Thursday, March 10, 2011

A Girl Can Dream...

Travel is one of the most important aspects of my life.  Growing up, my parents often took my brother & I out of school to go on worldly adventures year-round.  Most of the understanding I have towards people, culture, and the beauty of the world is from my experiences during my travels.  I have been to some truly magnificent places, but I still feel like there is so much more to see!  The world is endless!
Anyways, I thought that I would share just a few of my ultimate dream hotels.  If I'm lucky, maybe one day I will be able to stay at one of these magnificent hotels.

1. Le Sirenuse is a Moorish Baroque style hotel on the Amalfi Cost of Italy in a small town called Positano.  It is run by the Sersale family, who spent years lovingly restoring the building from an 18th century villa into a lavish resort. The charm of this place is absolutely off-the-charts.  John Steinbeck wrote his essay 'Positano' while staying here in the 1950's. You can swim in the pool surrounded by lemon trees and bougainvillea,  enjoy a classic Neopolitan meal by candlelight at La Sponda while overlooking the ocean, hike in the nearby hills, enjoy a day at their luxurious spa, or even rent one of their vintage wooden speedboats and sail off into the Tyrrhenian Sea.  A girl can dream...right?

2.  Within Cappadocia, in the ancient Turkish village of Ürgüp, the 5th century Yunak Evleri hotel sits carved into the mountains.  The "cave hotel" is compromised of 30 ancient rooms which are deeply cared for.  Decorated in traditional Ottoman antiques and furnishings, you find your way to your room by navigating through cavernous hallways.  When the sun sets, guests gather on the courtyard surrounded by Turkish pillows and outdoor fireplaces for a classic Turkish feast.  Cappadocia offers many activities for lovers of the outdoors such as bicycling, hiking and horseback riding in the countryside.

3.  Even though I grew up a mere 20 minutes from here, I have always dreamed of staying at the magnificent Post Ranch Inn in Big Sur, California.  The eco-friendly hotel is truly a work of architectural beauty, nestled above the cliffs overlooking the Pacific Ocean.  Endless views of the ocean, coupled with the serene, tree-filled mountains of Big Sur make this hotel one-of-a-kind.  It is the kind of place where you feel as if the stress and noise of everyday life is worlds away.  The stunning architecture surrounded by endless nature are both humbling.  There are 39 rooms and 2 private guest houses to choose from.  Enjoy sustainable seafood & wine at the award-winning Sierra Mar restaurant located within the hotel, wake up to morning Yoga classes, go whale-watching, or even take a hike in the Big Sur wilderness.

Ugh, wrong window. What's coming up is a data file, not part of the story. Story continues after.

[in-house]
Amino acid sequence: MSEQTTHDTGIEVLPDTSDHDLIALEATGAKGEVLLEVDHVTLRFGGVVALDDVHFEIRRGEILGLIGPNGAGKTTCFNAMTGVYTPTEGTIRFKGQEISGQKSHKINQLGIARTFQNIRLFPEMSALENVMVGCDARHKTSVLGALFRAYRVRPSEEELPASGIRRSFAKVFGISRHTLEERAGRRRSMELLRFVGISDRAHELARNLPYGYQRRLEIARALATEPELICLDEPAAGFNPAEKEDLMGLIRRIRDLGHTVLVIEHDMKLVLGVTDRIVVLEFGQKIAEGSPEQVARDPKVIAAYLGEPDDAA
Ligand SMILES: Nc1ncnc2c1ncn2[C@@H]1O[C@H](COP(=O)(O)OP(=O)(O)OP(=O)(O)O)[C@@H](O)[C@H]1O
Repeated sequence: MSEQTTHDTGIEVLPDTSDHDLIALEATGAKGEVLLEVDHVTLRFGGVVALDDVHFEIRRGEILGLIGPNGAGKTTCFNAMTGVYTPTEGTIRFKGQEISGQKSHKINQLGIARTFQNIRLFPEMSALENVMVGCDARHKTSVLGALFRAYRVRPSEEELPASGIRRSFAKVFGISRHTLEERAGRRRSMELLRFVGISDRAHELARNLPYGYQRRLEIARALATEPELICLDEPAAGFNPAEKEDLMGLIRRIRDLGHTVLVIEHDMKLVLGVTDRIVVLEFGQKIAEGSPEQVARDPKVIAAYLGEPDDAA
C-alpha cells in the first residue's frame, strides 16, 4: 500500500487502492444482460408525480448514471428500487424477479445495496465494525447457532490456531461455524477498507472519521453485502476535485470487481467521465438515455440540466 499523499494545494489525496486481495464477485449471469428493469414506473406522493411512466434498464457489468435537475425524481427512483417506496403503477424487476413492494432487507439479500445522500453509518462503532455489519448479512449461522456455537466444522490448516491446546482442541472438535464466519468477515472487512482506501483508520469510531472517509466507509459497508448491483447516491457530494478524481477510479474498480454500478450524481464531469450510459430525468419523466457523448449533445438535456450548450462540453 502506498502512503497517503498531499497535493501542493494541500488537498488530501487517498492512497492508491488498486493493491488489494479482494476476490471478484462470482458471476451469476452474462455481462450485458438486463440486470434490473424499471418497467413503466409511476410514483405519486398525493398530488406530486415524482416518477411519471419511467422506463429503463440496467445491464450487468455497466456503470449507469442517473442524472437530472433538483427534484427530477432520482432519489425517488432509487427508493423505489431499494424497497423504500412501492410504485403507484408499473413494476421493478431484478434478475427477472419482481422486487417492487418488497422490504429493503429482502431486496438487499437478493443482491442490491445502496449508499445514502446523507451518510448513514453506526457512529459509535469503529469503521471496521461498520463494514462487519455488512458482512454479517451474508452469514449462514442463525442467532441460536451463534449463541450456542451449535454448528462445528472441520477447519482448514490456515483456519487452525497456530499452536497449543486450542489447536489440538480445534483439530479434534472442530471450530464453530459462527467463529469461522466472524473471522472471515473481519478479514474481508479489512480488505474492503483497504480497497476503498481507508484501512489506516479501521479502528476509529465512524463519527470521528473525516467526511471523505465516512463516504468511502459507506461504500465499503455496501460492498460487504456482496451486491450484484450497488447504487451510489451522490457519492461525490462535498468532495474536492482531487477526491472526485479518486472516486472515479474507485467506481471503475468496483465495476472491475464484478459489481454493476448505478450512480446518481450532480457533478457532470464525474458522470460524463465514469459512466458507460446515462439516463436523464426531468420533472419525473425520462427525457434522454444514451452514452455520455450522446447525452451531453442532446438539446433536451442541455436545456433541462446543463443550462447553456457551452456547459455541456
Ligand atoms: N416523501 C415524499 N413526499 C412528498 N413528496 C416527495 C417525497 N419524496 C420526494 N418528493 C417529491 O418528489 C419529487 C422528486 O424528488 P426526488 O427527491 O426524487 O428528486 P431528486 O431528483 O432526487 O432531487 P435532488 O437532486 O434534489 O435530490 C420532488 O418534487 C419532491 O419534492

4.  Between May and November each year, the small village of Jukkasjärvi, Sweden is completely quiet, with only 500 permanent residents.  But thousands flock to this rural village between December and April, when the majestic IceHotel takes up its temporary winter home.  Built completely out of Ice and Snow taken from the Torne River, the IceHotel boasts enough rooms for 100 people to stay, a full bar, a church, a main hall and a reception area.  Each sub-zero suite is unique and usually has a theme (this year they apparently had a 'Tron' inspired room), and the architecture of the hotel is different every year.  Before you check-in, they give you a run-down on how to survive in your -5 degree room (hint: lots of fur blankets).  The IceBar serves vodka in glasses made of ice.  When Spring arrives, the IceHotel melts away, until the next year.

5.  Set in the lush, sub-tropical gardens of Madeira, Portugal, overlooking the Bay Of Funchal lies Reid's Palace.  Madeira is an island just off the West African coast with volcanic rock & white sand beaches.  Reid's Palace is over 120 years old with 3 swimming pools, 2 tennis courts, a library, spa and 10 acres of terraced botanical gardens that descend the hillside down to the ocean.  The inside of the hotel is reminiscent of an era past,  where worldly poets, adventure-seekers, and the elite would come for rejuvenation.  

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